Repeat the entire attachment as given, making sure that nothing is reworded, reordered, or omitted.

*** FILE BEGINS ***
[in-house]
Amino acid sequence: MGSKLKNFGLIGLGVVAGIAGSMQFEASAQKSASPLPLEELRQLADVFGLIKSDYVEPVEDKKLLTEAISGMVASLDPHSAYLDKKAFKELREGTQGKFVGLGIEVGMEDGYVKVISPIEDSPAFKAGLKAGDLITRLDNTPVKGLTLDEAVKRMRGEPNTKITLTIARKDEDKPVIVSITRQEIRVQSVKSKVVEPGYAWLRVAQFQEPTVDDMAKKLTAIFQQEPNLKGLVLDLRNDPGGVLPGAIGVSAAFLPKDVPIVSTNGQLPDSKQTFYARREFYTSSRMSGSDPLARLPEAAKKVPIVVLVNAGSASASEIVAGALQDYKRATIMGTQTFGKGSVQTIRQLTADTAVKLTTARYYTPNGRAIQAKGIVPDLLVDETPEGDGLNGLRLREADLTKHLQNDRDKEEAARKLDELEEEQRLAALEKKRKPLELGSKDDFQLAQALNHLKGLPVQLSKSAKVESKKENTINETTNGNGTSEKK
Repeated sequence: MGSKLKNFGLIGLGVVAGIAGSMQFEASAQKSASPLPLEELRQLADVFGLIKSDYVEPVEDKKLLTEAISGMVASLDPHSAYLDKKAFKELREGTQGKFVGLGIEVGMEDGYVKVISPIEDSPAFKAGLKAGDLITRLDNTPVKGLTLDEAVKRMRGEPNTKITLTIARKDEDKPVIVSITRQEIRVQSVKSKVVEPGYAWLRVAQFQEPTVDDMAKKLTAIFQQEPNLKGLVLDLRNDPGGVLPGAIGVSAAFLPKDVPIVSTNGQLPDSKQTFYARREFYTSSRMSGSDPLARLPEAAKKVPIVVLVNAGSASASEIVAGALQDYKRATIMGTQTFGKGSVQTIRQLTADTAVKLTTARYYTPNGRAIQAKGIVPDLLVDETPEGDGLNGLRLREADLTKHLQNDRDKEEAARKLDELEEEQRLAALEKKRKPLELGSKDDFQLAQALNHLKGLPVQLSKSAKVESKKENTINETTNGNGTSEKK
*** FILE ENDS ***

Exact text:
[in-house]
Amino acid sequence: MGSKLKNFGLIGLGVVAGIAGSMQFEASAQKSASPLPLEELRQLADVFGLIKSDYVEPVEDKKLLTEAISGMVASLDPHSAYLDKKAFKELREGTQGKFVGLGIEVGMEDGYVKVISPIEDSPAFKAGLKAGDLITRLDNTPVKGLTLDEAVKRMRGEPNTKITLTIARKDEDKPVIVSITRQEIRVQSVKSKVVEPGYAWLRVAQFQEPTVDDMAKKLTAIFQQEPNLKGLVLDLRNDPGGVLPGAIGVSAAFLPKDVPIVSTNGQLPDSKQTFYARREFYTSSRMSGSDPLARLPEAAKKVPIVVLVNAGSASASEIVAGALQDYKRATIMGTQTFGKGSVQTIRQLTADTAVKLTTARYYTPNGRAIQAKGIVPDLLVDETPEGDGLNGLRLREADLTKHLQNDRDKEEAARKLDELEEEQRLAALEKKRKPLELGSKDDFQLAQALNHLKGLPVQLSKSAKVESKKENTINETTNGNGTSEKK
Repeated sequence: MGSKLKNFGLIGLGVVAGIAGSMQFEASAQKSASPLPLEELRQLADVFGLIKSDYVEPVEDKKLLTEAISGMVASLDPHSAYLDKKAFKELREGTQGKFVGLGIEVGMEDGYVKVISPIEDSPAFKAGLKAGDLITRLDNTPVKGLTLDEAVKRMRGEPNTKITLTIARKDEDKPVIVSITRQEIRVQSVKSKVVEPGYAWLRVAQFQEPTVDDMAKKLTAIFQQEPNLKGLVLDLRNDPGGVLPGAIGVSAAFLPKDVPIVSTNGQLPDSKQTFYARREFYTSSRMSGSDPLARLPEAAKKVPIVVLVNAGSASASEIVAGALQDYKRATIMGTQTFGKGSVQTIRQLTADTAVKLTTARYYTPNGRAIQAKGIVPDLLVDETPEGDGLNGLRLREADLTKHLQNDRDKEEAARKLDELEEEQRLAALEKKRKPLELGSKDDFQLAQALNHLKGLPVQLSKSAKVESKKENTINETTNGNGTSEKK